PLOT: Eager to meet his girlfriend Grace's (Kerry Washington) family, Wade (Craig Robinson) shows up uninvited at a family retreat. He's shocked to discover that not only has Grace's family never heard of him, but that her superior court judge father- Virgil (David Alan Grier) is an imposing patriarch with nothing but contempt for any man that he feels is usurping his role as the head of the family.
REVIEW: Does this plot seem kinda familiar? It should, because PEEPLES is pretty much MEET THE PARENTS all over again, only watered-down for the family values Tyler Perry crowd, with Craig Robinson making for a much less neurotic hero that Ben Stiller, and David Alan Grier being a far less imposing patriarch than Robert De Niro. While the original MEET THE PARENTS presented a near-cataclysmic series of events for poor Stiller to navigate, the worst thing to happen here is Robinson accidentally gets high on some schrooms, and ruins Moby Dick Day (the family hometown has a thing for Melville).
Associating PEEPLES with the Tyler Perry movies probably isn't all that fair to writer-director Tina Gordon Green, as Perry likely had little to do with this other than lending it his name and marketing muscle. PEEPLES isn't quite as pandering or sophomoric as the Madea movies, nor is it nearly as bad. PEEPLES actually isn't a terrible movie, just a very bland one.
This is really too bad as PEEPLES is full of funny and talented people, it's just that they don't have a heck of a lot to work with. Craig Robinson is poised to break out as a major star, and having seen the guy perform live at Just for Laughs in Montreal, you can take my word for it that he can be just as funny on his own as his is when surrounded by a big ensemble, like on THE OFFICE or the upcoming THIS IS THE END. It's just that the cuddly, PG-13 type-humor doesn't really give him a chance to do much, either than mug for the camera (even though I personally find him funnier playing it ultra low-key, as he does in his stand-up, and on THE OFFICE). His only marginally clever bit is early on, when we see Wade at his day-job as a kiddie-councilor, singing a song about wetting the bed called “Say it, Don't Spray it” (Green seemed to notice this two, as the song gets two reprises).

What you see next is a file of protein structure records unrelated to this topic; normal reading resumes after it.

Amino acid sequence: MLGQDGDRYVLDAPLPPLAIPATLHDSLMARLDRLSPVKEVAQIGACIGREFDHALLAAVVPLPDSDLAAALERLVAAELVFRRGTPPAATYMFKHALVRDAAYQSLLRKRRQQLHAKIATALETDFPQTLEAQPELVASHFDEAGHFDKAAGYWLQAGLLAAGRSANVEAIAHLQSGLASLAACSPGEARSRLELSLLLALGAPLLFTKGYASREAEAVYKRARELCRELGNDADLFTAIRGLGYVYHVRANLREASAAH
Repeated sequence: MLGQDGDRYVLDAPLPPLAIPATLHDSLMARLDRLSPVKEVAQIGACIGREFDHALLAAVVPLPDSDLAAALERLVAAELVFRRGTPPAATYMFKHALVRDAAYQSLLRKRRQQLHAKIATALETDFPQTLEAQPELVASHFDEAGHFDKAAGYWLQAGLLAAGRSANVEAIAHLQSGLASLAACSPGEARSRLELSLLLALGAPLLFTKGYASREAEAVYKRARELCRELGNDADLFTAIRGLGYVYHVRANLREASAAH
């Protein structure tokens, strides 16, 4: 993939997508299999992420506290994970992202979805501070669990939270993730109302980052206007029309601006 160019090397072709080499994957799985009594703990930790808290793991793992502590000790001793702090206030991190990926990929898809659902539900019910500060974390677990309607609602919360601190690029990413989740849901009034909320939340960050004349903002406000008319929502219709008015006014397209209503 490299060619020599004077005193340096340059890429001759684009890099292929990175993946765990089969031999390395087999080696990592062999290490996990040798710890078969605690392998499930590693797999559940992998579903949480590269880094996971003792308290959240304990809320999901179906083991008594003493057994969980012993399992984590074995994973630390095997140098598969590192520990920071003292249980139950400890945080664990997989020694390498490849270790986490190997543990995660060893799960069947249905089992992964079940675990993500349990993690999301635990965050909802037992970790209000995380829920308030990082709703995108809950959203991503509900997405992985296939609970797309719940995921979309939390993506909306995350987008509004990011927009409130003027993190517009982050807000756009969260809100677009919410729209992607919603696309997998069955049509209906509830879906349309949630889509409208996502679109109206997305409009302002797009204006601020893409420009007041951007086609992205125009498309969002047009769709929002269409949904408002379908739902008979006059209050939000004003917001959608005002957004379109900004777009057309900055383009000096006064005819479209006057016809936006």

The radiant Kerry Washington is very likable as Wade's warm, supportive girlfriend, but this kind of two-dimensional part feels like a step-back for her after DJANGO UNCHAINED and SCANDAL, with this being more in-line with her “wife parts” in movies like A THOUSAND WORDS. The equally stunning Kali Hawk plays her Peeples sibling, the closeted Gloria, who's at the family retreat with her lover Meg (Kimrie Lewis-Davis), while EVERYBODY HATES CHRIS' Tyler James Williams (all grown-up) plays her nerdy brother/ wanna-be tough guy. Like the others, both Hawk and Williams are fine, but have had much better showcases elsewhere (Hawk was one of the few funny things about COUPLES RETREAT, while EVERYBODY LOVES CHRIS was an underrated show).
The only two who really get a chance to shine in PEEPLES are the Peeples' parents, played by David Alan Grier and S. Epatha Merkerson. Merkerson in particular does a lot with her part, striking a good balance between being warm and funny, and the bits about her being an ex-disco diva are probably the funniest parts in the film. It's also nice to see Grier back on the big screen, but again, I wish he had been given more of a chance to be outrageous, as anyone who's seen any of his stuff on IN LIVING COLOR knows that he can be one hell of a funny guy when given the chance. Here, he's unfortunately reigned in, except for one marginally funny bit in a sweat-lodge.
Still, PEEPLES isn't awful, and it's certainly the best thing I've ever seen associated with Tyler Perry (outside PRECIOUS), and refreshingly free of the oddly conservative bent that I've noticed in a lot of his other movies. It's just that PEEPLES- while it was probably always going to come off as a MEET THE PARENTS knockoff- could have been a lot funnier, especially given the talent involved. It's not offensively bad, but it is mediocre, and the kind of movie that's probably doomed to be an obscure part of Robinson's filmography.
|Extra Tidbit:||It's almost worth the price of admission just to see Kerry Washington being spanked in her sexy schoolgirl outfit. Mmm-hmm.|